“When I came to Denver it took 36 hours on the train. And now it’s an hour and 15 minutes. To the West coast used to be even longer, and it’s an hour and 45 minutes. The idea of being able to fly from here to London in seven or eight hours, those are things that could have never been forecast. I saw TV come into being. It developed just before WW II, but it never got into commercial use until after the war. It was black and white. I never thought they’d have color.”

As for the old days, Weil talks passionately about the rise of the motor car—especially his Model T Ford—an invention his parents weren’t so sure of at first.

“My father was in the cattle business in southern Indiana. It is very hot in the summer time. He had a horse and a surrey—a four seated buggy. We’d drive by the river to cool off, since there was no air conditioning back then. We were driving along one time and one of those new fangled automobiles drove past with a spare wheel on the back. My father said, ‘I never had to carry an extra leg for my horse.’ “

Or, proving that as time changes it stays the same, Weil reminisces about the day he drove from one city in Indiana back home to Evansville in record time. “I pulled up in front of the house in an hour and 15 minutes, and my mother said, ‘You’re going to kill yourself in that thing.’ “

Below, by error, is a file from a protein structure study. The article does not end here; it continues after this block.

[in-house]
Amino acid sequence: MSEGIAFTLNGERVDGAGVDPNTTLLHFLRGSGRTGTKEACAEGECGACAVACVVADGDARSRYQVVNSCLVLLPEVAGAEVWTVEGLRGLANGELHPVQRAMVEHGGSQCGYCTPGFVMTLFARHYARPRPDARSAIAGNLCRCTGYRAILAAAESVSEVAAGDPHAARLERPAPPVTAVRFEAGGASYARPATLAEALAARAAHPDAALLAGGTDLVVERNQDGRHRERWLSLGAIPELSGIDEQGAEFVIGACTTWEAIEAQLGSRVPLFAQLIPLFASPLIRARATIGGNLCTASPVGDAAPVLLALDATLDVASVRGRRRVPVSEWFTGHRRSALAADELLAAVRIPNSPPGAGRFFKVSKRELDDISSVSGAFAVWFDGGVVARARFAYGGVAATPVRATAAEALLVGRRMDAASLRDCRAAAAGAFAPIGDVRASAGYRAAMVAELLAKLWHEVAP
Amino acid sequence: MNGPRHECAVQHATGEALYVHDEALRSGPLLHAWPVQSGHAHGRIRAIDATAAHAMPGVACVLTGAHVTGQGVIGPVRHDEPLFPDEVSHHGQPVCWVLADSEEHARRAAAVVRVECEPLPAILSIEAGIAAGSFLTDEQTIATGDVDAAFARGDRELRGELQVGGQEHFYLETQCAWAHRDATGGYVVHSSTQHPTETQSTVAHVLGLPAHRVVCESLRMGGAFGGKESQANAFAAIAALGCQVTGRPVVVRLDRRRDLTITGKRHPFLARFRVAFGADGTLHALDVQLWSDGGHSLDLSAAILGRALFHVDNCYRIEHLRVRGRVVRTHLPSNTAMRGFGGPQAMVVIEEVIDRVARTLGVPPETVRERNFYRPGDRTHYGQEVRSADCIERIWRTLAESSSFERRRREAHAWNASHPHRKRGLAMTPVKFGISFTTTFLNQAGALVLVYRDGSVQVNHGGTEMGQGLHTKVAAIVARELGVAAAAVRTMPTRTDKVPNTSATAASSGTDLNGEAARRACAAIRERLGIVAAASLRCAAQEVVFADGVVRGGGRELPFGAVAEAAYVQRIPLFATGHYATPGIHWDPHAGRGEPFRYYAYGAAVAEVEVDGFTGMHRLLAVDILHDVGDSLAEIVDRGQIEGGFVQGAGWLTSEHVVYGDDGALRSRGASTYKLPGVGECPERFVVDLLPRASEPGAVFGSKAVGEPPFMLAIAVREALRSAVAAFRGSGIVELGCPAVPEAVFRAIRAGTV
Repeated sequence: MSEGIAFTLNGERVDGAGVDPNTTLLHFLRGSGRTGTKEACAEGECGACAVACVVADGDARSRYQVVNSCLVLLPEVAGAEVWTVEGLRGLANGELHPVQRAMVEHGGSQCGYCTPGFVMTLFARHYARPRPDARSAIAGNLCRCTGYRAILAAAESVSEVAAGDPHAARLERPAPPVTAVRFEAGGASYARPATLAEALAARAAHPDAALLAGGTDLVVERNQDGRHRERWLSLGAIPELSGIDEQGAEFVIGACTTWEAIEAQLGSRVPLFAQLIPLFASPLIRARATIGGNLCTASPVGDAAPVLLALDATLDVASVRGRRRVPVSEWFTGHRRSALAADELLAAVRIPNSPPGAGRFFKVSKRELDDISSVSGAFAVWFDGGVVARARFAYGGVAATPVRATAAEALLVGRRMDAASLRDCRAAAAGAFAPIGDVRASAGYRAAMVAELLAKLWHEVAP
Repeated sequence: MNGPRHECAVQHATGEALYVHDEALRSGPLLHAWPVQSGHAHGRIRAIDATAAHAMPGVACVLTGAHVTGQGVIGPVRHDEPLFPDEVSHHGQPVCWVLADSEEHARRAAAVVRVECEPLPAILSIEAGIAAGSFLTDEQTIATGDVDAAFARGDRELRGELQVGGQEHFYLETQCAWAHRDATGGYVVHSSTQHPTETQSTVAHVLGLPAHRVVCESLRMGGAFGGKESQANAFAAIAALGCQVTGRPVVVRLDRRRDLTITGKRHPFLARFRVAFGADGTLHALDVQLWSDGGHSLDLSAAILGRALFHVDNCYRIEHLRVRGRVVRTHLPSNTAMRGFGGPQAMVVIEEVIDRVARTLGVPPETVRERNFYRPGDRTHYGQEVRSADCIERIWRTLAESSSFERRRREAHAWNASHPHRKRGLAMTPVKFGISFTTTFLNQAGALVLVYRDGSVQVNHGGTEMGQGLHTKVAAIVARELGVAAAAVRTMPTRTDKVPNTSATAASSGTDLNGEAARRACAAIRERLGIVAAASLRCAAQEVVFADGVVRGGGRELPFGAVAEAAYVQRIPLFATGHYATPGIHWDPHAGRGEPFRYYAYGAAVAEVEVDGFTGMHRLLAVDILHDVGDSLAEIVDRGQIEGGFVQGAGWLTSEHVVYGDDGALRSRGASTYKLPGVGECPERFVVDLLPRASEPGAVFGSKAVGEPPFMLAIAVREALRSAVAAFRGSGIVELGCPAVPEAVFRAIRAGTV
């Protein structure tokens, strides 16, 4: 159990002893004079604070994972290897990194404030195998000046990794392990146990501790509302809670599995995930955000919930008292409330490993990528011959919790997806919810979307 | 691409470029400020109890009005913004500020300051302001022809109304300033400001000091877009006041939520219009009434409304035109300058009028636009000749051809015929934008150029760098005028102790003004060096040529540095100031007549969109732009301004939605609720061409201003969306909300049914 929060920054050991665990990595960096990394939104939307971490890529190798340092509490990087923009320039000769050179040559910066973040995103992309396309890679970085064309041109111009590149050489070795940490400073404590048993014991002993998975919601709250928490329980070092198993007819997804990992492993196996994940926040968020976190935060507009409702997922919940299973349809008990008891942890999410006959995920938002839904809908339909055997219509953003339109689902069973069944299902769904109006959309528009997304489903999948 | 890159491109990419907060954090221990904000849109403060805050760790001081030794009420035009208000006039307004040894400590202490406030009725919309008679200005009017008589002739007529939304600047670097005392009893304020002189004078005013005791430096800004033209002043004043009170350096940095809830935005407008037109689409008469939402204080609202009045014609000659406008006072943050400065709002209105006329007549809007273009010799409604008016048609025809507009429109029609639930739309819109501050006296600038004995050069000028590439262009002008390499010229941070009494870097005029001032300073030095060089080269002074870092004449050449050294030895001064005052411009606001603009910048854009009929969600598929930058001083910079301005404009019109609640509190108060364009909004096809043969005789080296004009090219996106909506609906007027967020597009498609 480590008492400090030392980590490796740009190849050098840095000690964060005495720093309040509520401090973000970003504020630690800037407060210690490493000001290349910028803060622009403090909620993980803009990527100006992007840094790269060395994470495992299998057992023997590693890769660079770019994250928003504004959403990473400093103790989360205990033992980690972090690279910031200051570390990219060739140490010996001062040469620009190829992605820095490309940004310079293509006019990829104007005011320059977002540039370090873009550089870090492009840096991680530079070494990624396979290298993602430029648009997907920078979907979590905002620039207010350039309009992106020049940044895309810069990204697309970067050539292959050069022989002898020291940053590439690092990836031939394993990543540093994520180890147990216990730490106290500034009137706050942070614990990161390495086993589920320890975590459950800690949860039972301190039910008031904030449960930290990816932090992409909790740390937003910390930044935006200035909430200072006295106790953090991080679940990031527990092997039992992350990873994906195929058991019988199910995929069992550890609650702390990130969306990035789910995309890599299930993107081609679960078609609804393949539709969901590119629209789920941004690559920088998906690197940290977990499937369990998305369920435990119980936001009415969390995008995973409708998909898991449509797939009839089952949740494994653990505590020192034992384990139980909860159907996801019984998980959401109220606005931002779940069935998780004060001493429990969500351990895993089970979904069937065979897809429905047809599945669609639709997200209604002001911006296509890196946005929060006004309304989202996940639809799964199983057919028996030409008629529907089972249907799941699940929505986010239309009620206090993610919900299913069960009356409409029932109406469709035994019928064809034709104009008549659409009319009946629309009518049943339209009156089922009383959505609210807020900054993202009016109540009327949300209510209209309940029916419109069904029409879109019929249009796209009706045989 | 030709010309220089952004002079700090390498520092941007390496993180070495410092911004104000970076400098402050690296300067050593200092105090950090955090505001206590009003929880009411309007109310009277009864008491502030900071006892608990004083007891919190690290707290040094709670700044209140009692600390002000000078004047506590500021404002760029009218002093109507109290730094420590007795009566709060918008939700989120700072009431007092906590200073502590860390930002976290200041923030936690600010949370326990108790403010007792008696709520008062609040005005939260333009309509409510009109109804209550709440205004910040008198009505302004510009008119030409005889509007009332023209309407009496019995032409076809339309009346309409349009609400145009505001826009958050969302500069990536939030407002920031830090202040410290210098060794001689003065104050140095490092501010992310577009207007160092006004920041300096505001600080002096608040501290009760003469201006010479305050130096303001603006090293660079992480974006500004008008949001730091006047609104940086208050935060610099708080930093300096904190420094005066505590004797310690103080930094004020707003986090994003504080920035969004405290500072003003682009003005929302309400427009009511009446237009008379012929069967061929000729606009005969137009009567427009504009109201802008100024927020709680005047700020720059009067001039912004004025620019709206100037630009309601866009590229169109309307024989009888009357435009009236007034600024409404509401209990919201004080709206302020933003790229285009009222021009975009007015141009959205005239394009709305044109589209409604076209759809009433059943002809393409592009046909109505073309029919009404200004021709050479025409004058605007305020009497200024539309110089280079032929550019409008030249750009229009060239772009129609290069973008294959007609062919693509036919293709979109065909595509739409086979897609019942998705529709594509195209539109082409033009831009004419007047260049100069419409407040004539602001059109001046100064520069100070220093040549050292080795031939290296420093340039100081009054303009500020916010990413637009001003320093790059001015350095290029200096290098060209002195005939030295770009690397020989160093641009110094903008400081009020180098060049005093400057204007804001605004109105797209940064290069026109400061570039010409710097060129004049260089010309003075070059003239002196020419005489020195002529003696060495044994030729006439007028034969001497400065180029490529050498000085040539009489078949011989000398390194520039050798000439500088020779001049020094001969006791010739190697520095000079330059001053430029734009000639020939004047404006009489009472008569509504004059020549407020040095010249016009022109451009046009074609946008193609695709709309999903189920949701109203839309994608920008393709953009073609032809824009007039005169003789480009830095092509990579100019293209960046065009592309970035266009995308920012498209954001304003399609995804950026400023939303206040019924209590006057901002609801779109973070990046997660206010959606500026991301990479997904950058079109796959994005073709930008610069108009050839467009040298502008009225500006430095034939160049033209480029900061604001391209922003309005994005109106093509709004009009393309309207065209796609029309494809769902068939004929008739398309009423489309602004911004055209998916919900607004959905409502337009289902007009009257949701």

A little while later, after Weil and Beatrice were married in Humboldt, Tenn., in 1926, Weil moved West where the couple set up roots.

“I thought there was a great opportunity out here,” Weil predicted, “which of course became more than I could ever dream or expect. This western life of freedom and pioneering was like a romance to me.”

A romance it has been. Both Weil and his wife, when not refashioning cowboys or raising a family, served on the board and sisterhood of Temple Emanuel. Beatrice, who passed away in 1990, was also active with the Red Cross during WW II. “She got the bright idea of raising money for polio,” Weil says.

The couple’s family includes children Jack B. Weil of Denver and Jane (Bud) Romberg of Steamboat Springs; grandchildren Steve (Wendy) Weil of Denver, Judy (Jerry) Oksner of Phoenix, Ariz., Greg (Laurie) Romberg of Evergreen, Gail (John) Sigman of Denver and Janet (Larry) Pollack of Poway, Calif.; and great-grandchildren Colter Weil, David and Alison Oksner, Alexandra, Erica, and Rebekah Romberg, Emily and Julia Sigman, Rachel and Ben Pollack.

Compared to the prosperity of the last 100 years, the other side of 100 bodes well for Weil. “Life has been good. It’s been interesting. I’m blessed that I have my good health and a loving family. What the hell else is there?”

A Model T, of course, which Weil drives back into the conversation. “I started traveling in the ’20s in my Model T Ford,” Weil’s smile can be heard over the phone. “The tank of gas was under the front seat and was fed to the motor by gravity. So, if you got on a high hill and you didn’t have a full tank of gas, you know what you did?”

Get out and push? we suggested.

“You turned around and backed up.”

Ah, they certainly don’t make ’em like they used to. 

Rich, L. E. (2001, March 23). Jack Weil turns 100. Intermountain Jewish News.